Everyone knows that capital spending budgets at the world’s oil companies are falling.
But it just doesn’t seem to matter for Schlumberger (SLB.) Schlumberger is a member of my Jubak’s Picks portfolio http://jubakpicks.com/the-jubak-picks/
On January 17 the oil services and technology company reported fourth quarter earnings of $1.35 a share, beating Wall Street estimates by two cents a share. Earnings grew by 29.8% year over year.
Revenue climbed 7.4% year over year to $11.91 billion. That was slightly below the $11.98 projected by Wall Street.
I think you can tell what is going on at Schlumberger simply by taking a glance at those earnings and revenue growth rates. Revenue growth is indeed sluggish in the oil field. But Schlumberger’s margins are climbing thanks to efficiencies at the company and, especially, thanks to its years of investment in oil field technologies
For example, while oilfield services revenue climbed just 7.4% year over year in the fourth quarter, pretax operating income grew by 23% year over year.
Efficiency measures at Schlumberger have included faster maintenance, better transportation set ups, and increases in asset turns. The company reduced days sales outstanding—a measure of how long it takes to get paid after a sale—to 91 in the quarter from 96 in the first quarter of 2013. Days sales of inventory—a measure of how much inventory a company carries to support its sales activities—fell to 55 days from 57 days. That helped produce operating cash flow of $10 billion for Schlumberger in 2013, a record for the company
At the same time Schlumberger has increased the speed with which it rolls out new technology products. Read more
In lowering guidance Baker Hughes raised lots of questions about upcoming earnings in oil services sector
I’ve never owned shares of Baker Hughes (BHI) but I still follow the company closely. Its reports on drilling activity around the world are one of best ways to take the temperature of the global oil and gas production and services sectors.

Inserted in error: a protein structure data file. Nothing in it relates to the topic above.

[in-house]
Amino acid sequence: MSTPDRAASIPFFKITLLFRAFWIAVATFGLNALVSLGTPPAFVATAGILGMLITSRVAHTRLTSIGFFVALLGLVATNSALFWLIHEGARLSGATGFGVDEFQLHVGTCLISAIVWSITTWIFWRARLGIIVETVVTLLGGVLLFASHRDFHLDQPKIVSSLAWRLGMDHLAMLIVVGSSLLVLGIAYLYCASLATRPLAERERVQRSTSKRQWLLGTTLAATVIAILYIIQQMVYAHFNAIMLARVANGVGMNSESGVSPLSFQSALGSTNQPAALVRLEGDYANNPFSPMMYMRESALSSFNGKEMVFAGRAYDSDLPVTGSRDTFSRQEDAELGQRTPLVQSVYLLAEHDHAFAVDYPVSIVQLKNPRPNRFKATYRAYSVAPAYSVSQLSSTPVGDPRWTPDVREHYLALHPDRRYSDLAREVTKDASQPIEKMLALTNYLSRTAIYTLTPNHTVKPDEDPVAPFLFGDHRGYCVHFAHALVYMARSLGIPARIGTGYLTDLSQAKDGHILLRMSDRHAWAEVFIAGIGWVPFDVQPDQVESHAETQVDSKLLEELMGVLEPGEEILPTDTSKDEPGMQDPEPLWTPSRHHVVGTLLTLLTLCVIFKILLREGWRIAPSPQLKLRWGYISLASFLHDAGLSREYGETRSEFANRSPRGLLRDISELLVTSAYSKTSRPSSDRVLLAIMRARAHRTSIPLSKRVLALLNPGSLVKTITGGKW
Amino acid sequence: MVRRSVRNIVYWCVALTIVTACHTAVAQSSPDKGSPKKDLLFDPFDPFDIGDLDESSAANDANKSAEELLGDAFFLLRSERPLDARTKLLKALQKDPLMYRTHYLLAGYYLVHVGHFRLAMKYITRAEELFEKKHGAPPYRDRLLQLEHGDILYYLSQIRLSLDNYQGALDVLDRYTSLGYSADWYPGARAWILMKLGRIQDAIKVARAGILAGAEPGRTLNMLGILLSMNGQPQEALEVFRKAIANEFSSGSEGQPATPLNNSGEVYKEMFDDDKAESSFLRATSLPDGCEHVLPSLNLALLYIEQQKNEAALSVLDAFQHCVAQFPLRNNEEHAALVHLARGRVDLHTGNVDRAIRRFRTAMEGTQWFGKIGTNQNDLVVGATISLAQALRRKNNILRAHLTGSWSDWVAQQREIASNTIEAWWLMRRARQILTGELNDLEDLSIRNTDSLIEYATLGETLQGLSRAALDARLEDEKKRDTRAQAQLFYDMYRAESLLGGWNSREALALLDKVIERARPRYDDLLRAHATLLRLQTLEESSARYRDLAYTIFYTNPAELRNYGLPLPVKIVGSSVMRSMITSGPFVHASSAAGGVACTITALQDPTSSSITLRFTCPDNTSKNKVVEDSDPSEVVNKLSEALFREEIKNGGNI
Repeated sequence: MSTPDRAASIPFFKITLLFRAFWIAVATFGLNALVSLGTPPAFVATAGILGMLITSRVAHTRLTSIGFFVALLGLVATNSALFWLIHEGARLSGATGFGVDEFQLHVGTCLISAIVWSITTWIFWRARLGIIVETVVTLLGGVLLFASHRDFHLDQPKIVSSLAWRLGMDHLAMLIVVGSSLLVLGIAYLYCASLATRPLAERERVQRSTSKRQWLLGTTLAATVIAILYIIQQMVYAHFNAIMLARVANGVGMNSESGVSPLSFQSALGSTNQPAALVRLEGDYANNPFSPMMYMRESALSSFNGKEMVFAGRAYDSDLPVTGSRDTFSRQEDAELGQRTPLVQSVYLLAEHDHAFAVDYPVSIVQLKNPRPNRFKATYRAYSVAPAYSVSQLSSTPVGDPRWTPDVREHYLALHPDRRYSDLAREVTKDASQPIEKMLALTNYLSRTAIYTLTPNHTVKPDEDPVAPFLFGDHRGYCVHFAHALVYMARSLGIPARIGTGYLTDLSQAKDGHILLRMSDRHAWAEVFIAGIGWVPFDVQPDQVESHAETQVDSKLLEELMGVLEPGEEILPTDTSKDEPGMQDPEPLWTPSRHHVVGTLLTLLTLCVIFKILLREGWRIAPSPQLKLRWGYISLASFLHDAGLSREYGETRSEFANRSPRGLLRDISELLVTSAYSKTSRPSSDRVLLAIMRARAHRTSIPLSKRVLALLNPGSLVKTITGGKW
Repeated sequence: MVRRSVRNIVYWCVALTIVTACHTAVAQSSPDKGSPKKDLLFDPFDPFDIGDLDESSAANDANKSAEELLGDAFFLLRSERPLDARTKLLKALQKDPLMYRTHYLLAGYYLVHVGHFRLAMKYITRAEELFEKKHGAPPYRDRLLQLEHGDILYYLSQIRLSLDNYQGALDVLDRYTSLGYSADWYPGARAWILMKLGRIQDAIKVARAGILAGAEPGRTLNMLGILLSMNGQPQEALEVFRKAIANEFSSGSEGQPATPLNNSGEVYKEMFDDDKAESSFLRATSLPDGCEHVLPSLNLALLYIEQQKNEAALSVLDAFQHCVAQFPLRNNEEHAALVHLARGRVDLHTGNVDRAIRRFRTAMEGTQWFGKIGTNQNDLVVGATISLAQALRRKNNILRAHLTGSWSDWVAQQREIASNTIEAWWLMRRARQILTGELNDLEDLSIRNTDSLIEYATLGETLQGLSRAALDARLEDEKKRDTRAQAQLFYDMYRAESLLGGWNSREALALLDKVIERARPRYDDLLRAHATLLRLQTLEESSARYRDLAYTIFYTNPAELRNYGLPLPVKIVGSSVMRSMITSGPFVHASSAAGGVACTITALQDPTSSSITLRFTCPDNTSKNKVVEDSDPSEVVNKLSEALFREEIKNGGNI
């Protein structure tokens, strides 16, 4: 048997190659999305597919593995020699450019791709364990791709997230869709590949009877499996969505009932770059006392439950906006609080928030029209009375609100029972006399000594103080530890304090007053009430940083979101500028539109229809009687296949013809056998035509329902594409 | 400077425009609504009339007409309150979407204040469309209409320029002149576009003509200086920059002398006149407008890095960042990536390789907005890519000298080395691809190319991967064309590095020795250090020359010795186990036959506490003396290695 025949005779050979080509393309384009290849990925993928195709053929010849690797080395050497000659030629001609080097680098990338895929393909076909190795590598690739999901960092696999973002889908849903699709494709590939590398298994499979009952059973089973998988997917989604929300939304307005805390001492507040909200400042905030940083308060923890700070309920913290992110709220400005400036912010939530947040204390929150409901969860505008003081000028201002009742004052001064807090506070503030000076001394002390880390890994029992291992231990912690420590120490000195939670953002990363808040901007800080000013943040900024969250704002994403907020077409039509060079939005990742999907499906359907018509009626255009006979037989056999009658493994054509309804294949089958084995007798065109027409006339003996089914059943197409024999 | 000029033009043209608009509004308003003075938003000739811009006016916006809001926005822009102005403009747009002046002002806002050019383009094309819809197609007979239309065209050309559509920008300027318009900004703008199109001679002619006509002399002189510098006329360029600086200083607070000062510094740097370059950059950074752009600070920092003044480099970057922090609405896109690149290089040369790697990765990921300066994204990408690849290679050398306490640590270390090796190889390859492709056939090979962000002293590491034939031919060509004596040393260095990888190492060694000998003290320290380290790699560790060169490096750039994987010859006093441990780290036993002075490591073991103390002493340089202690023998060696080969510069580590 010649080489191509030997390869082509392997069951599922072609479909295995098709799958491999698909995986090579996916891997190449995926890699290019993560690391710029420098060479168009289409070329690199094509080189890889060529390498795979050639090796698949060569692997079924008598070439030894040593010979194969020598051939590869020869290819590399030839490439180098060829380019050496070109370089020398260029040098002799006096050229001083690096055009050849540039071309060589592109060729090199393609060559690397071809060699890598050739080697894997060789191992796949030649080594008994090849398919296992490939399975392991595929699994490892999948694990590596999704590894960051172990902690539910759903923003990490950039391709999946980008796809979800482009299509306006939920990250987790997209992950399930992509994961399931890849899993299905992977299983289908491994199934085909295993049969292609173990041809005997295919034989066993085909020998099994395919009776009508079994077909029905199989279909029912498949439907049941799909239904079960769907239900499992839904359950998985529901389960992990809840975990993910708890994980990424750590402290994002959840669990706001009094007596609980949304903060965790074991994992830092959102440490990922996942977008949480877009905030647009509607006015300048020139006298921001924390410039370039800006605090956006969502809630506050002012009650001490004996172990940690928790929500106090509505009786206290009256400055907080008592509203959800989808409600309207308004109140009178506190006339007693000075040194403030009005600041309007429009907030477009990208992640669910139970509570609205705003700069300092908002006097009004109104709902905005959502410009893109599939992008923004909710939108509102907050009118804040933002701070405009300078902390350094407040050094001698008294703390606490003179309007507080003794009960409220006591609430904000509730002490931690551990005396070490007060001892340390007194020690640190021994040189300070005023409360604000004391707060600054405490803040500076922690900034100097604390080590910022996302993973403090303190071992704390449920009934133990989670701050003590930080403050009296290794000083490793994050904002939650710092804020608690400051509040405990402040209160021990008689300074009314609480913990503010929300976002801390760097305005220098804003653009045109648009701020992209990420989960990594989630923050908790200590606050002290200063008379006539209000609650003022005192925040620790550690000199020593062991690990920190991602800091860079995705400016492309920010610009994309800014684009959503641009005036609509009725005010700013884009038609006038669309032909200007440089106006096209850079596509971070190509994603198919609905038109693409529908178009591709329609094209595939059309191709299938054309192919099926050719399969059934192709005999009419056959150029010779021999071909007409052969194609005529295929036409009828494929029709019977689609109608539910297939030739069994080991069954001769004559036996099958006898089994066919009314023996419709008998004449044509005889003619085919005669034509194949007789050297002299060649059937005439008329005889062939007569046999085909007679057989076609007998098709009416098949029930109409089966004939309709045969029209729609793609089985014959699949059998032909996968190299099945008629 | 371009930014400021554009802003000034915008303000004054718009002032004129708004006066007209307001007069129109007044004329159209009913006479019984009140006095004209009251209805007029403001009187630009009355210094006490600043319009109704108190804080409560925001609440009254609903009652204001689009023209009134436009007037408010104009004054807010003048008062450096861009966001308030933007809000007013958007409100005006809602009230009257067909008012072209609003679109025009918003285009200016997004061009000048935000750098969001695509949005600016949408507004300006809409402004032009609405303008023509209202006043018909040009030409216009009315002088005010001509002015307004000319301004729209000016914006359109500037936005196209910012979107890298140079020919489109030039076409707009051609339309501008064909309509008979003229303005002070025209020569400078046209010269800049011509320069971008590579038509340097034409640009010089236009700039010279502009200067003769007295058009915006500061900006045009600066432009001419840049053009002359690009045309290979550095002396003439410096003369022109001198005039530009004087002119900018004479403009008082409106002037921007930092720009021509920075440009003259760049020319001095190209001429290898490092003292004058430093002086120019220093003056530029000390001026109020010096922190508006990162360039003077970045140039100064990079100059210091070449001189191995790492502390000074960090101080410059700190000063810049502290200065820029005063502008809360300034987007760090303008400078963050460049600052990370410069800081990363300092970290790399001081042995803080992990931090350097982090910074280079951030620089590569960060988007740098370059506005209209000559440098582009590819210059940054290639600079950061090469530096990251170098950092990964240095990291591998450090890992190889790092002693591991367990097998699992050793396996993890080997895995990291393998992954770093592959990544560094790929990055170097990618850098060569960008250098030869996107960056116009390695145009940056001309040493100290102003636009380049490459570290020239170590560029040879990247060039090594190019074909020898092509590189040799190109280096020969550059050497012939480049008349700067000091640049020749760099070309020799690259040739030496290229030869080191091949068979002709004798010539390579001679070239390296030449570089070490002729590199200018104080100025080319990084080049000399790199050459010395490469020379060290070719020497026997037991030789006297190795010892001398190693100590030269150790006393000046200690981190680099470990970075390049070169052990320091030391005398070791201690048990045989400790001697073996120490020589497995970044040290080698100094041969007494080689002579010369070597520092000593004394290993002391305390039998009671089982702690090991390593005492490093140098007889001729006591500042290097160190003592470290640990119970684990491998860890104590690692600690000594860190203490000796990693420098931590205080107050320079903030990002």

The company’s January 10 announcement that it was lowering its guidance for the fourth quarter on declines in drilling activity in North America and Europe/Africa/Russia has certainly contributed to weakness in the oil services sector and in the shares of competitors such as Schlumberger (SLB.) With Schlumberger scheduled to report fourth quarter earnings on January 17 and with Baker Hughes scheduled for January 21, the question now is Has the lowered guidance from Baker Hughes de-risked the stocks in the sector or will there be enough disappointment in the actual reports to push the sector down farther?
What did Baker Hughes say on January 10? Read more
Thanks to the euro debt crisis and worries that a slowing China will reduce global demand for oil, I’ve finally got my buying target for Schlumberger (SLB). (How’s that for positive thinking? Lemons into lemonade, I hope.)
I wrote in an April 20 post http://jubakpicks.com/2012/04/23/very-solid-earnings-from-schlumberger-slb-but-im-still-waiting-for-my-price/that at a price of $64 to $65 the stock would be discounting the current weakness in North American oil and gas exploration and drilling. Yesterday, May 17, the stock closed at $64.75. Today, as of 2:30 New York time, shares are trading at $64.49. Seems like a good price to me. So I’m adding the stock to my Jubak’s Picks portfolio http://jubakpicks.com/the-jubak-picks/ today.